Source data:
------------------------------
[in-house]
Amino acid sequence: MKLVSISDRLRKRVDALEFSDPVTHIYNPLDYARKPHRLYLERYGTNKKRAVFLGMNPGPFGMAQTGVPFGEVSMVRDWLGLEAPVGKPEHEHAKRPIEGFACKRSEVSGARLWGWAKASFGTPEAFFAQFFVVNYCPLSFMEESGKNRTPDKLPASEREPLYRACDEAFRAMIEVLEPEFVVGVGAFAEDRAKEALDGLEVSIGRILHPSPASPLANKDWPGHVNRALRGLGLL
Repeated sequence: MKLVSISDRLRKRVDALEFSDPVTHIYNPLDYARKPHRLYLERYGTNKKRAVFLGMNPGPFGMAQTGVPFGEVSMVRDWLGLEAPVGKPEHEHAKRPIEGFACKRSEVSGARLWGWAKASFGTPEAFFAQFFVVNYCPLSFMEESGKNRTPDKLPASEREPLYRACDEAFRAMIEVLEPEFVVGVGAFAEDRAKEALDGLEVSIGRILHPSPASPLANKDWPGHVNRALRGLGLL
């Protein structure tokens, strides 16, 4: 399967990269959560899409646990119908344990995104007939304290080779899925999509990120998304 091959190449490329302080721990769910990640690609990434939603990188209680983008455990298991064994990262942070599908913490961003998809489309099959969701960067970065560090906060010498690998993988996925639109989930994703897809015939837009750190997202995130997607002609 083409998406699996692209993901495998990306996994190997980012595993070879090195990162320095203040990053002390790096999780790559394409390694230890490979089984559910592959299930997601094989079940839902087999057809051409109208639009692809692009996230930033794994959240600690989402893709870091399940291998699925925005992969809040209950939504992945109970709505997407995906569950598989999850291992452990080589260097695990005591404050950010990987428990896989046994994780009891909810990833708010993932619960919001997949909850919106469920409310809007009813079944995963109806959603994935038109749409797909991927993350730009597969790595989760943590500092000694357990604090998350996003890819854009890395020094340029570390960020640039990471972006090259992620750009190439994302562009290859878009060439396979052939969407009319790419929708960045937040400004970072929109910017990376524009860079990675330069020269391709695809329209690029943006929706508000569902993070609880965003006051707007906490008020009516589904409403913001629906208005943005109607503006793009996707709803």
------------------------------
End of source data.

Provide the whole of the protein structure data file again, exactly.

[in-house]
Amino acid sequence: MKLVSISDRLRKRVDALEFSDPVTHIYNPLDYARKPHRLYLERYGTNKKRAVFLGMNPGPFGMAQTGVPFGEVSMVRDWLGLEAPVGKPEHEHAKRPIEGFACKRSEVSGARLWGWAKASFGTPEAFFAQFFVVNYCPLSFMEESGKNRTPDKLPASEREPLYRACDEAFRAMIEVLEPEFVVGVGAFAEDRAKEALDGLEVSIGRILHPSPASPLANKDWPGHVNRALRGLGLL
Repeated sequence: MKLVSISDRLRKRVDALEFSDPVTHIYNPLDYARKPHRLYLERYGTNKKRAVFLGMNPGPFGMAQTGVPFGEVSMVRDWLGLEAPVGKPEHEHAKRPIEGFACKRSEVSGARLWGWAKASFGTPEAFFAQFFVVNYCPLSFMEESGKNRTPDKLPASEREPLYRACDEAFRAMIEVLEPEFVVGVGAFAEDRAKEALDGLEVSIGRILHPSPASPLANKDWPGHVNRALRGLGLL
């Protein structure tokens, strides 16, 4: 399967990269959560899409646990119908344990995104007939304290080779899925999509990120998304 091959190449490329302080721990769910990640690609990434939603990188209680983008455990298991064994990262942070599908913490961003998809489309099959969701960067970065560090906060010498690998993988996925639109989930994703897809015939837009750190997202995130997607002609 083409998406699996692209993901495998990306996994190997980012595993070879090195990162320095203040990053002390790096999780790559394409390694230890490979089984559910592959299930997601094989079940839902087999057809051409109208639009692809692009996230930033794994959240600690989402893709870091399940291998699925925005992969809040209950939504992945109970709505997407995906569950598989999850291992452990080589260097695990005591404050950010990987428990896989046994994780009891909810990833708010993932619960919001997949909850919106469920409310809007009813079944995963109806959603994935038109749409797909991927993350730009597969790595989760943590500092000694357990604090998350996003890819854009890395020094340029570390960020640039990471972006090259992620750009190439994302562009290859878009060439396979052939969407009319790419929708960045937040400004970072929109910017990376524009860079990675330069020269391709695809329209690029943006929706508000569902993070609880965003006051707007906490008020009516589904409403913001629906208005943005109607503006793009996707709803």